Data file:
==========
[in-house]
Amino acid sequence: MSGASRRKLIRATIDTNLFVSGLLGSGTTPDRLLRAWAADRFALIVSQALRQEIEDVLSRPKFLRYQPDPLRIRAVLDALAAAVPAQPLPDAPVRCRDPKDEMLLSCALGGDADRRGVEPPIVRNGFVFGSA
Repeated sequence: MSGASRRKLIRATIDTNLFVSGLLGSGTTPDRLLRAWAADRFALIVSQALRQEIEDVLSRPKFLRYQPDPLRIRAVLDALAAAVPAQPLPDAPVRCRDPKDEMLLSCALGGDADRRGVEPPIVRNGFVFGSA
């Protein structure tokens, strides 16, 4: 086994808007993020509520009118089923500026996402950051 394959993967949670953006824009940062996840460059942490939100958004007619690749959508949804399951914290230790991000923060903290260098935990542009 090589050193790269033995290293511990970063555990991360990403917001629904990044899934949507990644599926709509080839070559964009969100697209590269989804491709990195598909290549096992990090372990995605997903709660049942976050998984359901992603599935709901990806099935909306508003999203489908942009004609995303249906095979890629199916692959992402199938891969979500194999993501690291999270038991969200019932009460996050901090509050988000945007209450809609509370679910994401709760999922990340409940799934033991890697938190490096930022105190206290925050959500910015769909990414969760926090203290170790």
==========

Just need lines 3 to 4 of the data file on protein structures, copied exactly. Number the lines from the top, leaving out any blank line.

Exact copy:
Repeated sequence: MSGASRRKLIRATIDTNLFVSGLLGSGTTPDRLLRAWAADRFALIVSQALRQEIEDVLSRPKFLRYQPDPLRIRAVLDALAAAVPAQPLPDAPVRCRDPKDEMLLSCALGGDADRRGVEPPIVRNGFVFGSA
């Protein structure tokens, strides 16, 4: 086994808007993020509520009118089923500026996402950051 394959993967949670953006824009940062996840460059942490939100958004007619690749959508949804399951914290230790991000923060903290260098935990542009 090589050193790269033995290293511990970063555990991360990403917001629904990044899934949507990644599926709509080839070559964009969100697209590269989804491709990195598909290549096992990090372990995605997903709660049942976050998984359901992603599935709901990806099935909306508003999203489908942009004609995303249906095979890629199916692959992402199938891969979500194999993501690291999270038991969200019932009460996050901090509050988000945007209450809609509370679910994401709760999922990340409940799934033991890697938190490096930022105190206290925050959500910015769909990414969760926090203290170790």